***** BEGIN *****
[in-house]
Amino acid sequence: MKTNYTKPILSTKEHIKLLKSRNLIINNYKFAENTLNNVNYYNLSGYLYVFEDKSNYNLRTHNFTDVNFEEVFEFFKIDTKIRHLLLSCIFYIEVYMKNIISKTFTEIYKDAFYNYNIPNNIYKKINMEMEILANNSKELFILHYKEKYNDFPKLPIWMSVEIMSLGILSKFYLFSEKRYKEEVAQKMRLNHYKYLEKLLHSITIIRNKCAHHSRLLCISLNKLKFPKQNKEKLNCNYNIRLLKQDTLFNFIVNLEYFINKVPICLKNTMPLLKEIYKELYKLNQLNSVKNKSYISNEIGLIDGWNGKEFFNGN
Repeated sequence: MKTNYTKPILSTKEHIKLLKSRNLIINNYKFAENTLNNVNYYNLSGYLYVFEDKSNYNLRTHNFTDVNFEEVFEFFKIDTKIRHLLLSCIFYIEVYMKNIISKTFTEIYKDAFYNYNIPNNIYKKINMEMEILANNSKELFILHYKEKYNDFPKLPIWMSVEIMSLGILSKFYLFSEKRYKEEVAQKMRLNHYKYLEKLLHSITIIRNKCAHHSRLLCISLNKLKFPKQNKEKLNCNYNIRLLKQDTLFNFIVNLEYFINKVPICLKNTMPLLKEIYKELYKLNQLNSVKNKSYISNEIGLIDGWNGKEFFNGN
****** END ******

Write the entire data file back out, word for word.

[in-house]
Amino acid sequence: MKTNYTKPILSTKEHIKLLKSRNLIINNYKFAENTLNNVNYYNLSGYLYVFEDKSNYNLRTHNFTDVNFEEVFEFFKIDTKIRHLLLSCIFYIEVYMKNIISKTFTEIYKDAFYNYNIPNNIYKKINMEMEILANNSKELFILHYKEKYNDFPKLPIWMSVEIMSLGILSKFYLFSEKRYKEEVAQKMRLNHYKYLEKLLHSITIIRNKCAHHSRLLCISLNKLKFPKQNKEKLNCNYNIRLLKQDTLFNFIVNLEYFINKVPICLKNTMPLLKEIYKELYKLNQLNSVKNKSYISNEIGLIDGWNGKEFFNGN
Repeated sequence: MKTNYTKPILSTKEHIKLLKSRNLIINNYKFAENTLNNVNYYNLSGYLYVFEDKSNYNLRTHNFTDVNFEEVFEFFKIDTKIRHLLLSCIFYIEVYMKNIISKTFTEIYKDAFYNYNIPNNIYKKINMEMEILANNSKELFILHYKEKYNDFPKLPIWMSVEIMSLGILSKFYLFSEKRYKEEVAQKMRLNHYKYLEKLLHSITIIRNKCAHHSRLLCISLNKLKFPKQNKEKLNCNYNIRLLKQDTLFNFIVNLEYFINKVPICLKNTMPLLKEIYKELYKLNQLNSVKNKSYISNEIGLIDGWNGKEFFNGN